A large proportion of the population devotes themselves to agriculture and livestock management for housing needs. It is common for children, especially boys, to help in agriculture, for example by raising livestock. Around a third of those with employment also work in the agricultural sector.
Unemployment is high. Many people are trying to support themselves in the informal sector of the economy, which mainly covers different kinds of small services in the cities. Poor families often send their girls to the cities, where they work as maids or are forced to prostitute themselves.
During the first decade of the 2000s, tens of thousands of Lesothians were employed in newly opened textile factories (see Industry). High unemployment means that wages can be kept down.
The mining industry in South Africa has long been using Lesotho workers, who have sent home money to their families and thus contributed to the entire country’s livelihood. But when, above all, the gold price went down, the mines started cutting staff. In the mid-1990s, 110,000 Lesothians worked in South African mines, but the number was halved in a decade and is now down to around 40,000.
Many Lesothians also work as maids in South Africa.
- COUNTRYAAH: List of key population facts of Lesotho, covering most basic population data, religion statistics, and language profiles.
Employees have the right to organize trade unions, but the right to strike is limited and civil servants may not belong to any trade union. Trade union rights are regularly violated and trade union activists risk being harassed. The trade union movement is weak; only one in ten employees is organized. Among the many Lesothian miners in South Africa, the unions in the large neighboring country are more important.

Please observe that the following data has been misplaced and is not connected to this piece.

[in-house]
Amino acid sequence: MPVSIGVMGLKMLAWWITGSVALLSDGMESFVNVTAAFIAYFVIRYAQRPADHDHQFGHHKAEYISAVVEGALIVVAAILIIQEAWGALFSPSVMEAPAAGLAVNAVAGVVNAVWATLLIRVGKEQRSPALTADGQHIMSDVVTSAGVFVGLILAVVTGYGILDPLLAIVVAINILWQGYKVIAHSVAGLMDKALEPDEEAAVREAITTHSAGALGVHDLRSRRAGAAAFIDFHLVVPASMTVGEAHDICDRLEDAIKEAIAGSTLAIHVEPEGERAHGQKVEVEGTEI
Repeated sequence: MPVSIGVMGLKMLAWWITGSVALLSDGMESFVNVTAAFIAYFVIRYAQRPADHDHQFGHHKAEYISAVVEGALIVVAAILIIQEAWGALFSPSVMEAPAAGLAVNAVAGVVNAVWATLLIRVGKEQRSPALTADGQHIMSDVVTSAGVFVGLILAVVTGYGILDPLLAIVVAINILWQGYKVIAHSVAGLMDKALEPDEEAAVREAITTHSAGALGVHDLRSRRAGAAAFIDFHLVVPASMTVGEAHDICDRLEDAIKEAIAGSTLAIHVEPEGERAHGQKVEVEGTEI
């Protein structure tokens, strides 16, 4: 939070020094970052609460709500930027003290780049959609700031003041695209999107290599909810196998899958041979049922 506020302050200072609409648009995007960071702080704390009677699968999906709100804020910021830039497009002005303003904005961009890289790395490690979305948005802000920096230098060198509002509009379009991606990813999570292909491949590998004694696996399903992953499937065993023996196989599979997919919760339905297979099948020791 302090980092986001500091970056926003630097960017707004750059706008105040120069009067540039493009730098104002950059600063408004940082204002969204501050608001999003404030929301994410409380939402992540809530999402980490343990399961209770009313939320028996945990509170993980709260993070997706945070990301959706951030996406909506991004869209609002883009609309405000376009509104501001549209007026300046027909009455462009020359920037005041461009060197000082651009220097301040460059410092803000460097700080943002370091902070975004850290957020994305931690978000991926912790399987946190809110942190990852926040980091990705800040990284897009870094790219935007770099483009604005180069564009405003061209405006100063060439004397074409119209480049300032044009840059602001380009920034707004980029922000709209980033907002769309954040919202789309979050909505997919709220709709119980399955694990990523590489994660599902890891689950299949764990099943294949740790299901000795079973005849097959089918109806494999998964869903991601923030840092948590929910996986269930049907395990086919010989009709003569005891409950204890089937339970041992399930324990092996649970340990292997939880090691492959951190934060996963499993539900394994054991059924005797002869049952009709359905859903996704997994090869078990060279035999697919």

FACTS – LABOR MARKET
23.5 percent (2019)
33.0 percent (2019)
Demonstrations against election results
The opposition, with the Allbasothic Convention (ABC) at the forefront, is calling for mass demonstrations in the autumn against the election result, but the protest actions are waning a few months later due to weak support.
Suspected assailants are prosecuted
Five people are being charged with treason, suspected of taking part in the assaults against opposition leader Thomas Thabane and several ministers.
Emergency state after drought
The government issues a state of emergency because Lesotho has been hit by the worst drought in three decades, with growing and food shortages as a result.
A one-week curfew
Curfews are introduced at night in the capital Maseru after a series of ministers and leader of the opposition party ABC, Thomas Thabane, have been subjected to assaults and attempted murder. The ban is lifted after one week.
New government presented
Prime Minister Pakalitha Mosisili forms a new government after the election and begins his third term as head of government.
The ruling party wins controversial election victory
The ruling Lestoho Congress for Democracy (LCD) wins the new election to Parliament by a wide margin, and thus remains the country’s by far the largest party and most important political force. LCD’s election promises have included increased pensions and increased free schooling. The party receives 62 of the 120 seats. The National Independent Party (NIP), which has allied with the LCD before the elections, wins 21 seats and becomes the next largest party in Parliament. In third place, with 17 seats, comes the newly formed Allbasothian Convention (ABC), which thus becomes the largest opposition party. In most constituencies, turnout is lower than 50 percent. LCD gets the most votes in rural areas, while ABC is strongest in cities. ABC and other opposition parties refuse to accept the election result and accuse the LCD of electoral fraud. They also criticize LCD’s and NIP’s: s electoral cooperation, which they believe gives the alliance more seats in parliament than it should have. The opposition submits a protest against the election results to a court and announces a general strike for three days in protest over how the mandate was distributed. However, regional and international observers describe the election as free and fair.